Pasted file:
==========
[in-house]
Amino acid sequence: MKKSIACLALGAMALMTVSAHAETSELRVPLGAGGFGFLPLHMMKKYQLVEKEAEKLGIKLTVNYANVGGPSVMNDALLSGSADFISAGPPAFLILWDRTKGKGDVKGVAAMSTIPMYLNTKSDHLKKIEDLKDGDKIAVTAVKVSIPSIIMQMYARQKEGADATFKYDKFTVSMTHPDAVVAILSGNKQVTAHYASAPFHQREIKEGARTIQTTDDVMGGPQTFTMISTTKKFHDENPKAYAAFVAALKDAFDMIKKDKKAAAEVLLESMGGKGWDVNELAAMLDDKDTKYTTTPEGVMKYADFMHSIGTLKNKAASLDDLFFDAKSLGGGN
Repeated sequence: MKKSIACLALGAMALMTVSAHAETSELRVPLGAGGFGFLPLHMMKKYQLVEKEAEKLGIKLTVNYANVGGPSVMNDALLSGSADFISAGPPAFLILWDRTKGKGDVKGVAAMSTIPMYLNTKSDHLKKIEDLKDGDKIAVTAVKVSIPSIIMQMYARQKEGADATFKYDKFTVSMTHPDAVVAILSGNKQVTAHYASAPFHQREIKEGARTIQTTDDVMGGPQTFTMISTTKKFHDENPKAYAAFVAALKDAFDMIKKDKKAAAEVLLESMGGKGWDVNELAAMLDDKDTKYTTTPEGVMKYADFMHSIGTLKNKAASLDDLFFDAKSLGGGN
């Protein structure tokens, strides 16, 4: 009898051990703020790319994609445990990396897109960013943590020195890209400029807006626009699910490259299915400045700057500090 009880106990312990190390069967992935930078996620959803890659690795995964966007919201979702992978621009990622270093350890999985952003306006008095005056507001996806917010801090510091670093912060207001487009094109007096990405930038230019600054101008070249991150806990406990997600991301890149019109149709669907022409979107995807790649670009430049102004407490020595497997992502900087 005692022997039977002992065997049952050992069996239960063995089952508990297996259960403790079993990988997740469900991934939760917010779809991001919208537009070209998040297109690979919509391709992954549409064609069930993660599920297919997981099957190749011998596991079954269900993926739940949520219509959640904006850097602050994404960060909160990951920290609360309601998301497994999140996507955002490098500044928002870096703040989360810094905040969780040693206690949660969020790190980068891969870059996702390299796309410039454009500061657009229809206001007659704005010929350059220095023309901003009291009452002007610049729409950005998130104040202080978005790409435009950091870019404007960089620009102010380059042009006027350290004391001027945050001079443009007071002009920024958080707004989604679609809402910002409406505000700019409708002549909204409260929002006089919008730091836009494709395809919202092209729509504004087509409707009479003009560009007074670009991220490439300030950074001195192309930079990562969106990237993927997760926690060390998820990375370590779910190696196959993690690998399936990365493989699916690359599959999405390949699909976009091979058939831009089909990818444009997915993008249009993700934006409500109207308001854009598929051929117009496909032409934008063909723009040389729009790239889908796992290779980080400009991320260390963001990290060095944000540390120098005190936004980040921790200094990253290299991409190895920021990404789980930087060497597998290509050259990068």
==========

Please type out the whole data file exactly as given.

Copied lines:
[in-house]
Amino acid sequence: MKKSIACLALGAMALMTVSAHAETSELRVPLGAGGFGFLPLHMMKKYQLVEKEAEKLGIKLTVNYANVGGPSVMNDALLSGSADFISAGPPAFLILWDRTKGKGDVKGVAAMSTIPMYLNTKSDHLKKIEDLKDGDKIAVTAVKVSIPSIIMQMYARQKEGADATFKYDKFTVSMTHPDAVVAILSGNKQVTAHYASAPFHQREIKEGARTIQTTDDVMGGPQTFTMISTTKKFHDENPKAYAAFVAALKDAFDMIKKDKKAAAEVLLESMGGKGWDVNELAAMLDDKDTKYTTTPEGVMKYADFMHSIGTLKNKAASLDDLFFDAKSLGGGN
Repeated sequence: MKKSIACLALGAMALMTVSAHAETSELRVPLGAGGFGFLPLHMMKKYQLVEKEAEKLGIKLTVNYANVGGPSVMNDALLSGSADFISAGPPAFLILWDRTKGKGDVKGVAAMSTIPMYLNTKSDHLKKIEDLKDGDKIAVTAVKVSIPSIIMQMYARQKEGADATFKYDKFTVSMTHPDAVVAILSGNKQVTAHYASAPFHQREIKEGARTIQTTDDVMGGPQTFTMISTTKKFHDENPKAYAAFVAALKDAFDMIKKDKKAAAEVLLESMGGKGWDVNELAAMLDDKDTKYTTTPEGVMKYADFMHSIGTLKNKAASLDDLFFDAKSLGGGN
């Protein structure tokens, strides 16, 4: 009898051990703020790319994609445990990396897109960013943590020195890209400029807006626009699910490259299915400045700057500090 009880106990312990190390069967992935930078996620959803890659690795995964966007919201979702992978621009990622270093350890999985952003306006008095005056507001996806917010801090510091670093912060207001487009094109007096990405930038230019600054101008070249991150806990406990997600991301890149019109149709669907022409979107995807790649670009430049102004407490020595497997992502900087 005692022997039977002992065997049952050992069996239960063995089952508990297996259960403790079993990988997740469900991934939760917010779809991001919208537009070209998040297109690979919509391709992954549409064609069930993660599920297919997981099957190749011998596991079954269900993926739940949520219509959640904006850097602050994404960060909160990951920290609360309601998301497994999140996507955002490098500044928002870096703040989360810094905040969780040693206690949660969020790190980068891969870059996702390299796309410039454009500061657009229809206001007659704005010929350059220095023309901003009291009452002007610049729409950005998130104040202080978005790409435009950091870019404007960089620009102010380059042009006027350290004391001027945050001079443009007071002009920024958080707004989604679609809402910002409406505000700019409708002549909204409260929002006089919008730091836009494709395809919202092209729509504004087509409707009479003009560009007074670009991220490439300030950074001195192309930079990562969106990237993927997760926690060390998820990375370590779910190696196959993690690998399936990365493989699916690359599959999405390949699909976009091979058939831009089909990818444009997915993008249009993700934006409500109207308001854009598929051929117009496909032409934008063909723009040389729009790239889908796992290779980080400009991320260390963001990290060095944000540390120098005190936004980040921790200094990253290299991409190895920021990404789980930087060497597998290509050259990068």